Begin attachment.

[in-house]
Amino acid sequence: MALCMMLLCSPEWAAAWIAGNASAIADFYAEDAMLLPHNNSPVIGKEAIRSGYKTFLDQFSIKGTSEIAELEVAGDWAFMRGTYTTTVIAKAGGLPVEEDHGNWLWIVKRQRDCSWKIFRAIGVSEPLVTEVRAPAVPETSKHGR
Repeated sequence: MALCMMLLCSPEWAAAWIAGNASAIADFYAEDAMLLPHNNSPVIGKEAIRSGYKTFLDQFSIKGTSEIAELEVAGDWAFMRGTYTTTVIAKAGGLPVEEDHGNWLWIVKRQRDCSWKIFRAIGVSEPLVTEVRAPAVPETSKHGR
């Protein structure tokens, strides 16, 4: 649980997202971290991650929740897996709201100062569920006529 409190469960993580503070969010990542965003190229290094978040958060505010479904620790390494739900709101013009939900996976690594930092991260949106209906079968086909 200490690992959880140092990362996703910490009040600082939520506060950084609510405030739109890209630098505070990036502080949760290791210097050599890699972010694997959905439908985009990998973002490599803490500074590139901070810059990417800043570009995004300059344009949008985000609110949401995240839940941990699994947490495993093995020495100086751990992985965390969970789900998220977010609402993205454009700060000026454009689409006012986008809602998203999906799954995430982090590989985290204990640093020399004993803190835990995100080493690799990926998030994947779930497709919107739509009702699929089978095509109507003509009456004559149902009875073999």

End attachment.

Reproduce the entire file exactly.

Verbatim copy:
[in-house]
Amino acid sequence: MALCMMLLCSPEWAAAWIAGNASAIADFYAEDAMLLPHNNSPVIGKEAIRSGYKTFLDQFSIKGTSEIAELEVAGDWAFMRGTYTTTVIAKAGGLPVEEDHGNWLWIVKRQRDCSWKIFRAIGVSEPLVTEVRAPAVPETSKHGR
Repeated sequence: MALCMMLLCSPEWAAAWIAGNASAIADFYAEDAMLLPHNNSPVIGKEAIRSGYKTFLDQFSIKGTSEIAELEVAGDWAFMRGTYTTTVIAKAGGLPVEEDHGNWLWIVKRQRDCSWKIFRAIGVSEPLVTEVRAPAVPETSKHGR
């Protein structure tokens, strides 16, 4: 649980997202971290991650929740897996709201100062569920006529 409190469960993580503070969010990542965003190229290094978040958060505010479904620790390494739900709101013009939900996976690594930092991260949106209906079968086909 200490690992959880140092990362996703910490009040600082939520506060950084609510405030739109890209630098505070990036502080949760290791210097050599890699972010694997959905439908985009990998973002490599803490500074590139901070810059990417800043570009995004300059344009949008985000609110949401995240839940941990699994947490495993093995020495100086751990992985965390969970789900998220977010609402993205454009700060000026454009689409006012986008809602998203999906799954995430982090590989985290204990640093020399004993803190835990995100080493690799990926998030994947779930497709919107739509009702699929089978095509109507003509009456004559149902009875073999």